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Vulkan 1.3 Released With Dynamic Rendering In Core, New Roadmap Guidance For Modern GPUs

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  • Vulkan 1.3 Released With Dynamic Rendering In Core, New Roadmap Guidance For Modern GPUs

    Phoronix: Vulkan 1.3 Released With Dynamic Rendering In Core, New Roadmap Guidance For Modern GPUs

    It's crazy to think that in a few days it will already be six years since the debut of Vulkan 1.0, but here we are. The Khronos Group is continuing on their two year major update regiment for Vulkan and today debuting Vulkan 1.3 with more extensions moved to core as well as introducing a new "profiles" concept.

    https://www.phoronix.com/vr.php?view=30881

  • #2
    It's also hard to find another API that got so little adoption 6 years in. Android is supposedly the poster child for Vulkan, but even there, things look pretty grim: https://developer.android.com/about/dashboards#Vulkan

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    • #3
      Well if the steam deck is a success it will gain popularity instantly thanks to vkd3d and dxvk

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      • #4
        Originally posted by bug77 View Post
        It's also hard to find another API that got so little adoption 6 years in. Android is supposedly the poster child for Vulkan, but even there, things look pretty grim: https://developer.android.com/about/dashboards#Vulkan
        afaict that's just because of the large number of older android devices, newer android requires vulkan if they implement opengl es 3.1.
        Last edited by programmerjake; 25 January 2022, 11:40 AM. Reason: add condition on opengl es 3.1

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        • #5
          I wonder if they'll incorporate some type of upscaling like FSR, DLSS, or the Intel one at some point.

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          • #6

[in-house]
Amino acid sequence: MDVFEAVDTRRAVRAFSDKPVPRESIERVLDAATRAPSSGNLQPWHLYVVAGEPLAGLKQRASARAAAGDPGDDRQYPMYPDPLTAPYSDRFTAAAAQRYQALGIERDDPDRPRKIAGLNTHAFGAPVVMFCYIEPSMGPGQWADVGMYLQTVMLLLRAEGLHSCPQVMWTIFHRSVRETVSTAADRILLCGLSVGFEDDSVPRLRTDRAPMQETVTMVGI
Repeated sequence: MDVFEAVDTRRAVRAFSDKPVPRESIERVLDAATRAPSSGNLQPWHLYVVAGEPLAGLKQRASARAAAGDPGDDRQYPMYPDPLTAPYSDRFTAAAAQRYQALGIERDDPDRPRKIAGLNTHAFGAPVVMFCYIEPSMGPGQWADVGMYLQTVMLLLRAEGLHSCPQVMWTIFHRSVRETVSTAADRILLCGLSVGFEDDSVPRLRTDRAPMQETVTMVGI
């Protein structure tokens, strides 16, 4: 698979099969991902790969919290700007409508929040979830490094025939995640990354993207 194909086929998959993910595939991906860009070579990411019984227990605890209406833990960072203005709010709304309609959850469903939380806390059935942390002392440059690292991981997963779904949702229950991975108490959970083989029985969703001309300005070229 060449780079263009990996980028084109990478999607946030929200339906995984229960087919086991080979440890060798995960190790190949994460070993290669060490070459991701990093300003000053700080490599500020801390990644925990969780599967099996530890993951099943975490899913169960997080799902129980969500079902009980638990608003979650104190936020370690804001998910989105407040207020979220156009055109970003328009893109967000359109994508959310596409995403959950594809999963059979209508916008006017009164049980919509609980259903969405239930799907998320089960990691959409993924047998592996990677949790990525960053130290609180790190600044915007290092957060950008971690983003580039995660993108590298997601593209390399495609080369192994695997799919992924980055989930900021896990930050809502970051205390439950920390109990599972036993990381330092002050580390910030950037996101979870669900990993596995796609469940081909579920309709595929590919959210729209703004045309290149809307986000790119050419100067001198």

as well as introducing a new "profiles" concept.
            Wasn't one of the stated goals of vulkan to get away from the nightmare of opengl profiles?

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            • #7
              Originally posted by bug77 View Post
              It's also hard to find another API that got so little adoption 6 years in.
              Are you thinking of DirectX12?
              Originally posted by bug77 View Post
              Android is supposedly the poster child for Vulkan, but even there, things look pretty grim: https://developer.android.com/about/dashboards#Vulkan
              I don't know where you get the idea that mobile is some poster child of graphics APIs, that was always and forever the Windows Desktop, mobile has always been so bad it barely knows how to put it's pants on in the morning and it's a wonder it works at all because all of the drivers are so wretched. AMD's Linux driver is better than their Windows one, but for the other two vendors Windows get most of the love, and on desktop Vulkan is doing more than fine. It hasn't taken over gaming but neither has DX12, however it's got a strong foothold there and anyone wanting to write a compatibility shim these days targets Vulkan not OpenGL or DirectX.

              Vulkan is certainly in a vastly better place today than OpenGL has been in the last 20 years.

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              • #8
                Originally posted by programmerjake View Post

                afaict that's just because of the large number of older android devices, newer android requires vulkan if they implement opengl es 3.1.
                Pay attention the version of Vulkan supported

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                • #9
                  Originally posted by jrch2k8 View Post
                  Well if the steam deck is a success it will gain popularity instantly thanks to vkd3d and dxvk
                  My point exactly. If a project that runs about 1% of the desktop gaming in the world, Vulkan gains in popularity.

                  I've called this from day 1: Vulkan is to OpenGL like C is is to .net/java. Crucial in some specific scenarios, but a lot of headaches with little to show for in others. It's not the API's fault, it's just that developers don't love low-level APIs. DX12 had the same problem. But that was worked around when major game engines implemented support in game developers' stead.

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                  • #10
                    Great. No breaking news. That means the API is stable a great basically. I would have been worried if a ton of rework and extension was shown as needed but it’s not the case. I also like that they go slow with versioning, meaning that they have a good long term vision.

                    Concerning Vulkan adoption, it’s slow only because it requires a broad and complex work to be fully adopted. 64bit, Wayland, Vulkan, these key steps always take much more time than planned unfortunately. But when they land, it’s solid and it stays.

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